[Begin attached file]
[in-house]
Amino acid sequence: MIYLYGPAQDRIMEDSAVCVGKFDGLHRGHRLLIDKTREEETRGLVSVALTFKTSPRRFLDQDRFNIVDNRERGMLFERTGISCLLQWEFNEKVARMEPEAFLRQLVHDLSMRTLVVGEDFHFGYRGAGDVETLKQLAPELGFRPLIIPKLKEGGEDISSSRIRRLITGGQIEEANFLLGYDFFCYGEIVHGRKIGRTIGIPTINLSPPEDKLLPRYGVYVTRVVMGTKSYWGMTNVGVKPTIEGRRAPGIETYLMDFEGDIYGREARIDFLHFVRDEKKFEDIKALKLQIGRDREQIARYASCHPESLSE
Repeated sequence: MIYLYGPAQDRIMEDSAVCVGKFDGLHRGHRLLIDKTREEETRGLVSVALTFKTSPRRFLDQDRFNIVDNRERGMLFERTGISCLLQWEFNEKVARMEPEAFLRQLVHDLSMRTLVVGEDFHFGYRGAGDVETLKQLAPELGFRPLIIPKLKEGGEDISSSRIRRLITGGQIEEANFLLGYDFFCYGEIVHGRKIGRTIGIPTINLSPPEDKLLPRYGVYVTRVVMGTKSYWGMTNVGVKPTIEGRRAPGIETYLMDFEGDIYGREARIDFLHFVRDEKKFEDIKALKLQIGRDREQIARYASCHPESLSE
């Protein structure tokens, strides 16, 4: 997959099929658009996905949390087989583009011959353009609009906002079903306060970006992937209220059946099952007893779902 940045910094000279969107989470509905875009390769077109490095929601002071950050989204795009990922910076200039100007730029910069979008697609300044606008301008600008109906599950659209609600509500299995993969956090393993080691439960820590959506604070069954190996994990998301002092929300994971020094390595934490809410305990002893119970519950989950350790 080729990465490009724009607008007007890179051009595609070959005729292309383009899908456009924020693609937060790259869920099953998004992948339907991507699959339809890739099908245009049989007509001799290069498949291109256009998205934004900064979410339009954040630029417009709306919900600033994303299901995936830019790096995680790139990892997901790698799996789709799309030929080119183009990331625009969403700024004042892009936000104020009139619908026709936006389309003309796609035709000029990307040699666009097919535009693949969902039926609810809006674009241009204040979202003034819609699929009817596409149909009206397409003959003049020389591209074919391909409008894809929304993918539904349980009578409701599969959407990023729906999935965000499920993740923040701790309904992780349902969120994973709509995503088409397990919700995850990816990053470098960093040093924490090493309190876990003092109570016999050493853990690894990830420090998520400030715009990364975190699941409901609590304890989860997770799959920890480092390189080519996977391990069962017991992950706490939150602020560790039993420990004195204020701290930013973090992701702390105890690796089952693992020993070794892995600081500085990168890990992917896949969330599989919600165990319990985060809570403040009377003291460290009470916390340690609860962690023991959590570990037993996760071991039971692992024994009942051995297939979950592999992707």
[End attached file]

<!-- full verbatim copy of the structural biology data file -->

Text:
[in-house]
Amino acid sequence: MIYLYGPAQDRIMEDSAVCVGKFDGLHRGHRLLIDKTREEETRGLVSVALTFKTSPRRFLDQDRFNIVDNRERGMLFERTGISCLLQWEFNEKVARMEPEAFLRQLVHDLSMRTLVVGEDFHFGYRGAGDVETLKQLAPELGFRPLIIPKLKEGGEDISSSRIRRLITGGQIEEANFLLGYDFFCYGEIVHGRKIGRTIGIPTINLSPPEDKLLPRYGVYVTRVVMGTKSYWGMTNVGVKPTIEGRRAPGIETYLMDFEGDIYGREARIDFLHFVRDEKKFEDIKALKLQIGRDREQIARYASCHPESLSE
Repeated sequence: MIYLYGPAQDRIMEDSAVCVGKFDGLHRGHRLLIDKTREEETRGLVSVALTFKTSPRRFLDQDRFNIVDNRERGMLFERTGISCLLQWEFNEKVARMEPEAFLRQLVHDLSMRTLVVGEDFHFGYRGAGDVETLKQLAPELGFRPLIIPKLKEGGEDISSSRIRRLITGGQIEEANFLLGYDFFCYGEIVHGRKIGRTIGIPTINLSPPEDKLLPRYGVYVTRVVMGTKSYWGMTNVGVKPTIEGRRAPGIETYLMDFEGDIYGREARIDFLHFVRDEKKFEDIKALKLQIGRDREQIARYASCHPESLSE
């Protein structure tokens, strides 16, 4: 997959099929658009996905949390087989583009011959353009609009906002079903306060970006992937209220059946099952007893779902 940045910094000279969107989470509905875009390769077109490095929601002071950050989204795009990922910076200039100007730029910069979008697609300044606008301008600008109906599950659209609600509500299995993969956090393993080691439960820590959506604070069954190996994990998301002092929300994971020094390595934490809410305990002893119970519950989950350790 080729990465490009724009607008007007890179051009595609070959005729292309383009899908456009924020693609937060790259869920099953998004992948339907991507699959339809890739099908245009049989007509001799290069498949291109256009998205934004900064979410339009954040630029417009709306919900600033994303299901995936830019790096995680790139990892997901790698799996789709799309030929080119183009990331625009969403700024004042892009936000104020009139619908026709936006389309003309796609035709000029990307040699666009097919535009693949969902039926609810809006674009241009204040979202003034819609699929009817596409149909009206397409003959003049020389591209074919391909409008894809929304993918539904349980009578409701599969959407990023729906999935965000499920993740923040701790309904992780349902969120994973709509995503088409397990919700995850990816990053470098960093040093924490090493309190876990003092109570016999050493853990690894990830420090998520400030715009990364975190699941409901609590304890989860997770799959920890480092390189080519996977391990069962017991992950706490939150602020560790039993420990004195204020701290930013973090992701702390105890690796089952693992020993070794892995600081500085990168890990992917896949969330599989919600165990319990985060809570403040009377003291460290009470916390340690609860962690023991959590570990037993996760071991039971692992024994009942051995297939979950592999992707």